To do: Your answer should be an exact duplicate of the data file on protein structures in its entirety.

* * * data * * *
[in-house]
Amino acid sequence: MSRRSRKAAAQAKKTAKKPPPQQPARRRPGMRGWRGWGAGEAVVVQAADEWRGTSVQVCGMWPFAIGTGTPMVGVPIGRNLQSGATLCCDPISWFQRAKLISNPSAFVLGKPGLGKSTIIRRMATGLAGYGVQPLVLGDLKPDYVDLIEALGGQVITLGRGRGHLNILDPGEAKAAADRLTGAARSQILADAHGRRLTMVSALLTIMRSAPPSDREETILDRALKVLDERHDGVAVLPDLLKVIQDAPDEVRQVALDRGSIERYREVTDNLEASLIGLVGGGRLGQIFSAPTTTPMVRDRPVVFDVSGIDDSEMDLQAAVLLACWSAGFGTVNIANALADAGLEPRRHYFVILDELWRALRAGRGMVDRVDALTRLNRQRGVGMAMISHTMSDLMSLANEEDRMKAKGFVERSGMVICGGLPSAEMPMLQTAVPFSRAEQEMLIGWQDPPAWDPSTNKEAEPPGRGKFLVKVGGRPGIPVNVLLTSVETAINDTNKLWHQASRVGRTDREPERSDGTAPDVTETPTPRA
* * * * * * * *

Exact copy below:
[in-house]
Amino acid sequence: MSRRSRKAAAQAKKTAKKPPPQQPARRRPGMRGWRGWGAGEAVVVQAADEWRGTSVQVCGMWPFAIGTGTPMVGVPIGRNLQSGATLCCDPISWFQRAKLISNPSAFVLGKPGLGKSTIIRRMATGLAGYGVQPLVLGDLKPDYVDLIEALGGQVITLGRGRGHLNILDPGEAKAAADRLTGAARSQILADAHGRRLTMVSALLTIMRSAPPSDREETILDRALKVLDERHDGVAVLPDLLKVIQDAPDEVRQVALDRGSIERYREVTDNLEASLIGLVGGGRLGQIFSAPTTTPMVRDRPVVFDVSGIDDSEMDLQAAVLLACWSAGFGTVNIANALADAGLEPRRHYFVILDELWRALRAGRGMVDRVDALTRLNRQRGVGMAMISHTMSDLMSLANEEDRMKAKGFVERSGMVICGGLPSAEMPMLQTAVPFSRAEQEMLIGWQDPPAWDPSTNKEAEPPGRGKFLVKVGGRPGIPVNVLLTSVETAINDTNKLWHQASRVGRTDREPERSDGTAPDVTETPTPRA